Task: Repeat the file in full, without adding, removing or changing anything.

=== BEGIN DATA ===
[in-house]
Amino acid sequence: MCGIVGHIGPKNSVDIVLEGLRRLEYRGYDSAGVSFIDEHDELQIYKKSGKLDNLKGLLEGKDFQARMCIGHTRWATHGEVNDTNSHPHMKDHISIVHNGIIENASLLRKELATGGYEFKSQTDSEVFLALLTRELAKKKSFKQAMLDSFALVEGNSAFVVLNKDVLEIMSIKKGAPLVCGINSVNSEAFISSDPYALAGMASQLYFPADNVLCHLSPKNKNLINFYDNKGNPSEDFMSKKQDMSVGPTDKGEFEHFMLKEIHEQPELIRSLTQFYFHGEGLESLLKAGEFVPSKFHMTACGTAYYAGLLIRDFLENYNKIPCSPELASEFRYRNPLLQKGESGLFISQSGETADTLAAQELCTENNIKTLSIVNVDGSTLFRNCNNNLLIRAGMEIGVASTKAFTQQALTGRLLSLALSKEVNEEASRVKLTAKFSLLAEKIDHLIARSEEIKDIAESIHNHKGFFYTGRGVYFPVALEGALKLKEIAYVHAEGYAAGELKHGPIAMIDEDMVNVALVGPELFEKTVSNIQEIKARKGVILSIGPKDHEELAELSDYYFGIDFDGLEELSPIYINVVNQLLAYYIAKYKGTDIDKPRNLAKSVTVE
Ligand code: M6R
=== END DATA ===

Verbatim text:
[in-house]
Amino acid sequence: MCGIVGHIGPKNSVDIVLEGLRRLEYRGYDSAGVSFIDEHDELQIYKKSGKLDNLKGLLEGKDFQARMCIGHTRWATHGEVNDTNSHPHMKDHISIVHNGIIENASLLRKELATGGYEFKSQTDSEVFLALLTRELAKKKSFKQAMLDSFALVEGNSAFVVLNKDVLEIMSIKKGAPLVCGINSVNSEAFISSDPYALAGMASQLYFPADNVLCHLSPKNKNLINFYDNKGNPSEDFMSKKQDMSVGPTDKGEFEHFMLKEIHEQPELIRSLTQFYFHGEGLESLLKAGEFVPSKFHMTACGTAYYAGLLIRDFLENYNKIPCSPELASEFRYRNPLLQKGESGLFISQSGETADTLAAQELCTENNIKTLSIVNVDGSTLFRNCNNNLLIRAGMEIGVASTKAFTQQALTGRLLSLALSKEVNEEASRVKLTAKFSLLAEKIDHLIARSEEIKDIAESIHNHKGFFYTGRGVYFPVALEGALKLKEIAYVHAEGYAAGELKHGPIAMIDEDMVNVALVGPELFEKTVSNIQEIKARKGVILSIGPKDHEELAELSDYYFGIDFDGLEELSPIYINVVNQLLAYYIAKYKGTDIDKPRNLAKSVTVE
Ligand code: M6R